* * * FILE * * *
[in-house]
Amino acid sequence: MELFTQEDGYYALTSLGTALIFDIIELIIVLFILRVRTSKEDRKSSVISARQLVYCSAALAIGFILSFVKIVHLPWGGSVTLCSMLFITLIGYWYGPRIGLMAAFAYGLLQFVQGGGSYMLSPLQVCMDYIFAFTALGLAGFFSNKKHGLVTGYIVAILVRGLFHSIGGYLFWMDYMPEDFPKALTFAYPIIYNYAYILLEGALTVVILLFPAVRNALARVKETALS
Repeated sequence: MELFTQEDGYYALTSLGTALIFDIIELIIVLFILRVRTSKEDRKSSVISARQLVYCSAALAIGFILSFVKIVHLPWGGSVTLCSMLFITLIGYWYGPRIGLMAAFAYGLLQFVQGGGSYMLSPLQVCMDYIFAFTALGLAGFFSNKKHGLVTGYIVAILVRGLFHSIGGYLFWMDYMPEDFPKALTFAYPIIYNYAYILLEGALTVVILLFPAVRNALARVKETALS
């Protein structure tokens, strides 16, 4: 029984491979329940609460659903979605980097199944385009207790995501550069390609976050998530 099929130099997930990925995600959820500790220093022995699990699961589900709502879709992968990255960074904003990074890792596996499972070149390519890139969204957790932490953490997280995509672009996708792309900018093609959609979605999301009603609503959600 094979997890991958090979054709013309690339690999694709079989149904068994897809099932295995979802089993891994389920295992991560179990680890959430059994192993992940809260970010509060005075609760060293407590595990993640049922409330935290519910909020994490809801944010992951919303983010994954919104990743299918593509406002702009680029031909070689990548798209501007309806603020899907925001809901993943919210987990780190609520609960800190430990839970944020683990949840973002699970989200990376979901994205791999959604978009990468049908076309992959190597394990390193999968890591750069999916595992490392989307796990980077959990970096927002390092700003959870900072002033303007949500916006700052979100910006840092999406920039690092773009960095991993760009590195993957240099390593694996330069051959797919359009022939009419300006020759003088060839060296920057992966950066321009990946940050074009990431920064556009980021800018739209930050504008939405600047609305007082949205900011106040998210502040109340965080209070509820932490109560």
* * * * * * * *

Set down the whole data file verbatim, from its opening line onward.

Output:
[in-house]
Amino acid sequence: MELFTQEDGYYALTSLGTALIFDIIELIIVLFILRVRTSKEDRKSSVISARQLVYCSAALAIGFILSFVKIVHLPWGGSVTLCSMLFITLIGYWYGPRIGLMAAFAYGLLQFVQGGGSYMLSPLQVCMDYIFAFTALGLAGFFSNKKHGLVTGYIVAILVRGLFHSIGGYLFWMDYMPEDFPKALTFAYPIIYNYAYILLEGALTVVILLFPAVRNALARVKETALS
Repeated sequence: MELFTQEDGYYALTSLGTALIFDIIELIIVLFILRVRTSKEDRKSSVISARQLVYCSAALAIGFILSFVKIVHLPWGGSVTLCSMLFITLIGYWYGPRIGLMAAFAYGLLQFVQGGGSYMLSPLQVCMDYIFAFTALGLAGFFSNKKHGLVTGYIVAILVRGLFHSIGGYLFWMDYMPEDFPKALTFAYPIIYNYAYILLEGALTVVILLFPAVRNALARVKETALS
């Protein structure tokens, strides 16, 4: 029984491979329940609460659903979605980097199944385009207790995501550069390609976050998530 099929130099997930990925995600959820500790220093022995699990699961589900709502879709992968990255960074904003990074890792596996499972070149390519890139969204957790932490953490997280995509672009996708792309900018093609959609979605999301009603609503959600 094979997890991958090979054709013309690339690999694709079989149904068994897809099932295995979802089993891994389920295992991560179990680890959430059994192993992940809260970010509060005075609760060293407590595990993640049922409330935290519910909020994490809801944010992951919303983010994954919104990743299918593509406002702009680029031909070689990548798209501007309806603020899907925001809901993943919210987990780190609520609960800190430990839970944020683990949840973002699970989200990376979901994205791999959604978009990468049908076309992959190597394990390193999968890591750069999916595992490392989307796990980077959990970096927002390092700003959870900072002033303007949500916006700052979100910006840092999406920039690092773009960095991993760009590195993957240099390593694996330069051959797919359009022939009419300006020759003088060839060296920057992966950066321009990946940050074009990431920064556009980021800018739209930050504008939405600047609305007082949205900011106040998210502040109340965080209070509820932490109560």